Someone bought more burgers and fries than they could eat at a drive-thru McDonald's in the boondocks. Thirty miles down the road they tossed the leftovers out the window. The leftovers fermented in the sun and five days later a great big dog wandered by, thought the mess smelled appetising and ate it. The meal played havoc with the dog's nervous system and it went quite wild. The next time a car came by the dog took a flying leap through the windscreen at a relative speed of almost a hundred miles an hour, killing itself and likely the driver and sending the car out of control. The car flipped over four times and lay on the road, subsequently catching fire and burning out. A milk lorry came over the top of the hill and crashed into the mess, and was followed by five or six more vehicles before the authorities got the faintest notion what was going on and partitioned the area off. Shortly afterwards a Boeing 747 carrying, among other things, a few large containers of yellow paint suffered a blowout and had to descend. The paint squirted out of the plane and splashed down on top of the pile-up. A hitch-hiker came by with a camera and thought the whole thing looked intriguing. He took some pictures and downloaded them onto his computer later on. The pictures were Photoshopped to look a little spooky and later printed in this new form on T-shirts. The photographer's girlfriend wore one of these to an art gallery and he photographed her pulling faces and balling her fists while wearing the T-shirt. Later on, these photographs were projected onto a screen in a display room in another gallery and a painter executed a painting of people in the room watching the slide show. Shortly afterwards everyone involved in the production of all this art - the hitchhiker photographer, the girlfriend, the painter, and all - had the good sense to overdose on cocaine at a party and die shortly thereafter, thereby sensibly removing themselves from the means of production and terminating their financial interest in the process. The painting was sold for £300,000 at Sotheby's and artie journalists claimed it was emblematic of the ultimately existentiallistically meaningless search for meaning within the postmodernist aesthetic.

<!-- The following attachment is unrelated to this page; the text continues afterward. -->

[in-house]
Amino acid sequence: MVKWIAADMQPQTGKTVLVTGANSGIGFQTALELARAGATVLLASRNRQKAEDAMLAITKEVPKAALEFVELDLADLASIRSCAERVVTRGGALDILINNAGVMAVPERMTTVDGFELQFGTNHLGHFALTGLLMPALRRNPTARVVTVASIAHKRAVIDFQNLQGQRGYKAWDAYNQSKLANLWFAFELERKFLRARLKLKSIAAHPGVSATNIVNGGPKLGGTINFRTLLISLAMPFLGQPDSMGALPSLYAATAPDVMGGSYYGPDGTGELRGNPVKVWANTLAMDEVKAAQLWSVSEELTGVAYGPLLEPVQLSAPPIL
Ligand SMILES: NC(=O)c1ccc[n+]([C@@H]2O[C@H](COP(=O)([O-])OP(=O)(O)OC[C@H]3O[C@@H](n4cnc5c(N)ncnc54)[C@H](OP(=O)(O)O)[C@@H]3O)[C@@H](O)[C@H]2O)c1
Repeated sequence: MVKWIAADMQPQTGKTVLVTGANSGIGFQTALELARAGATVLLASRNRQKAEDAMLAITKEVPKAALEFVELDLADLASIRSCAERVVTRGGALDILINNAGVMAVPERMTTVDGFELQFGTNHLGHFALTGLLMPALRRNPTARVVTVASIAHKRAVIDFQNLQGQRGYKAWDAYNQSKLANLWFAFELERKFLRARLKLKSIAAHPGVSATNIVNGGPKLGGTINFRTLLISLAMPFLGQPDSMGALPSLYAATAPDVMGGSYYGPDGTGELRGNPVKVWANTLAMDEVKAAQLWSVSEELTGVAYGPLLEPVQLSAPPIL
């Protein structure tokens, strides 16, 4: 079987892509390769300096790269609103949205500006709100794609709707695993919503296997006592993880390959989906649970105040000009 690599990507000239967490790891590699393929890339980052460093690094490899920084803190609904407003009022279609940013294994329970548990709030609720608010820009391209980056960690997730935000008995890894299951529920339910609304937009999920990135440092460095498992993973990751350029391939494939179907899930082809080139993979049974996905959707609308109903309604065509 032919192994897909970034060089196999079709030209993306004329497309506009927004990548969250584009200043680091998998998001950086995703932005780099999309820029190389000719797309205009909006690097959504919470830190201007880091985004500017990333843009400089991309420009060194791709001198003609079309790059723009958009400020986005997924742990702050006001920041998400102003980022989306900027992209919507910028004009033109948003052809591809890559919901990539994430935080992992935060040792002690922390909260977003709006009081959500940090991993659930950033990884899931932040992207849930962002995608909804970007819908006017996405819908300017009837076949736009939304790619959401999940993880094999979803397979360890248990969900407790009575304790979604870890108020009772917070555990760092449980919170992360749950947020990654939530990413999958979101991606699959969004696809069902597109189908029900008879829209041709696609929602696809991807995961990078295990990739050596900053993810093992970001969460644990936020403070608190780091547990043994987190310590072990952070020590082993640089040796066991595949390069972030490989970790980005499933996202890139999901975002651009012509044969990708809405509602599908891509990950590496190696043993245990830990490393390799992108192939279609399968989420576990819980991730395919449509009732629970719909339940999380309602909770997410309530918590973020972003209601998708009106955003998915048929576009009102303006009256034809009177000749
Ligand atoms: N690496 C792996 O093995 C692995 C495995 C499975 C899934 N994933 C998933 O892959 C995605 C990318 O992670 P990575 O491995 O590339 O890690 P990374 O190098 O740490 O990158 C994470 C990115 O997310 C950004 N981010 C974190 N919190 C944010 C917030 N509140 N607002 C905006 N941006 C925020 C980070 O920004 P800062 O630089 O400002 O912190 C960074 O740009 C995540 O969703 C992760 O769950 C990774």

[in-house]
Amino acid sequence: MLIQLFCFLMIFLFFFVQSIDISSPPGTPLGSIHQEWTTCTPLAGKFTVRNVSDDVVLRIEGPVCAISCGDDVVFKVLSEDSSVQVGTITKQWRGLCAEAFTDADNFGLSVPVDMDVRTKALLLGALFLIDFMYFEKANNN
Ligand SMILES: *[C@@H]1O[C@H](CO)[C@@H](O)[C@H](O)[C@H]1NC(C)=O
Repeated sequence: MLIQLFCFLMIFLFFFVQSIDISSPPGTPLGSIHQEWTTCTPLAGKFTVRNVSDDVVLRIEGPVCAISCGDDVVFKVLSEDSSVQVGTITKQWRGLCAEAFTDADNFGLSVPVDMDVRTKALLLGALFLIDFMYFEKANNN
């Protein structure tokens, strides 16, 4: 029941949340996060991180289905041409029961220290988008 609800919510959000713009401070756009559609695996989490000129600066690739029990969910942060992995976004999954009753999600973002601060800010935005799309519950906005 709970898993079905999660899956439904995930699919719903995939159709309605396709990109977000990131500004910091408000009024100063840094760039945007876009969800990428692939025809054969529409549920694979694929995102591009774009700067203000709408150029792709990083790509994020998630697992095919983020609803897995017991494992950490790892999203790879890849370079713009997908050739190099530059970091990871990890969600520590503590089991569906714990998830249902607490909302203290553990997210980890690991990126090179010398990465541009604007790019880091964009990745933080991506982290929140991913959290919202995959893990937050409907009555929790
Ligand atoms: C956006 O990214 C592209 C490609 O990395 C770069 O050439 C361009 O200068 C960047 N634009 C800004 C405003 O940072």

And that more or less is a typical story of Modern Art.
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